Saving Books, and the Weekly Photo Challenge: Rule of Thirds

It’s a long train ride up to the ‘top’ of Manhattan but we finally made it to the Cloisters last November. Here’s a subject dear to my heart. No — not burning books, my subject is saving them!

Cloisters: Allegorical Scene with Book Burning, Netherlandish, ca 1520-1530

Stained glass at the Cloisters: Allegorical Scene with Book Burning, Netherlandish — ‘Farenheit 451’ ca 1520-1530

I prefer to think this character is lifting that book away from the fire. Saving books is what I like to think I’m doing when I list our used books for sale online, or take time to find the right homes to donate them to. I can’t stand to think of books getting thrown away or recycled.  Letting them go to the landfill would be a modern version of book-burning. (and btw, can anyone figure out the words in the banderole above the fire? I should have done that when I was there in person)

Here are a few recent triumphs from book-selling:

  • Elements of Mathematics, General Topology, Part 1.  Part 2 sold a couple of weeks later, to a different buyer. Looking back, I see I listed these books for sale in April and September 2013. Selling used books is not for the impatient.
  • Recreational Mathematics magazine, December 1961 (“devoted to the lighter side of mathematics”). The August 1961 issue sold a couple of years ago.  Here’s a quote.

There was a magician named Pratt,

Who hid ninety birds in his hat.

Exactly two-thirds

Of a third of those birds

Were robins –  how many was that?

  • Rick Steves’ Pocket Amsterdam and National Geographic Walking Amsterdam walked Amsterdam with us on our trip last fall, then sold on Amazon when we got home.

But back to the rule of thirds: in composition, it calls for placing the subject off-center, aligned, ideally, along vertical or horizontal lines of a grid that divides the image into nine equal parts.  “Power points” are at the intersections of these lines. If I’d paid better attention to the rule of thirds, the faces in my photos would be at power points.  As it was, I just wanted to frame the glass image with a view of the cloistered garden outside.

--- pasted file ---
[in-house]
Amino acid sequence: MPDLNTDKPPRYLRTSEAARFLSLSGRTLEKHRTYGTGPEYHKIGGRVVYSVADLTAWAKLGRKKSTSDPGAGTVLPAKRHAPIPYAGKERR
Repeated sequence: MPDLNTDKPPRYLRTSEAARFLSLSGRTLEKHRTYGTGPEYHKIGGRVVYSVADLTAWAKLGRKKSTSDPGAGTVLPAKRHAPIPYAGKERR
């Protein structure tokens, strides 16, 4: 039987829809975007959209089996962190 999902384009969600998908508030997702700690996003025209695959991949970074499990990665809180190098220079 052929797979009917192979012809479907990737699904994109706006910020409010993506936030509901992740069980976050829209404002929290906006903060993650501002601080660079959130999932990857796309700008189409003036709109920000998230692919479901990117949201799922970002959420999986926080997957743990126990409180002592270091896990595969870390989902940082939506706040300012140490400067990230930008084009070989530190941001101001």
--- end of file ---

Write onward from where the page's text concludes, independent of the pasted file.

Here’s one more image… a medieval Wild Man, covered in hair (first cousin to the Green Man?). The Wild Man is such a favorite subject of mine that I won’t say any more about him here; I’ll save him for another post.

Wild Man supporting a Heraldic Shield,  the Cloisters, Netherlandish, 1510-1530

Wild Man supporting a Heraldic Shield, the Met Museum Cloisters, Netherlandish, 1510-1530

How about it – are you a fan of the Wild Man yet?

More about the Cloisters of the Metropolitan Museum

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Remodeling an Old Ceiling Fan, and the Weekly Photo Challenge: Symmetry

“Either this ceiling fan goes or I do.” That’s what I said when I fixed up my spare bedroom. Somehow the fan looked a lot worse as soon as everything else looked better.

Thanks to comments from JanL and Mickey Goodman, I went to work. Here’s a symmetrical photo of my “new” fan.

Remodeled Ceiling Fan For context, here’s a link to the previous post.  And here’s the ceiling fan “before” —

Ceiling fan - before

The 1970’s called – they want it back.

With the blades flipped over, plus a new globe and pulls, it isn’t perfect but it’s certainly less obtrusive. A do-over saved the price of a new fan and kept this one out of the landfill.

Ceiling Fan Re-do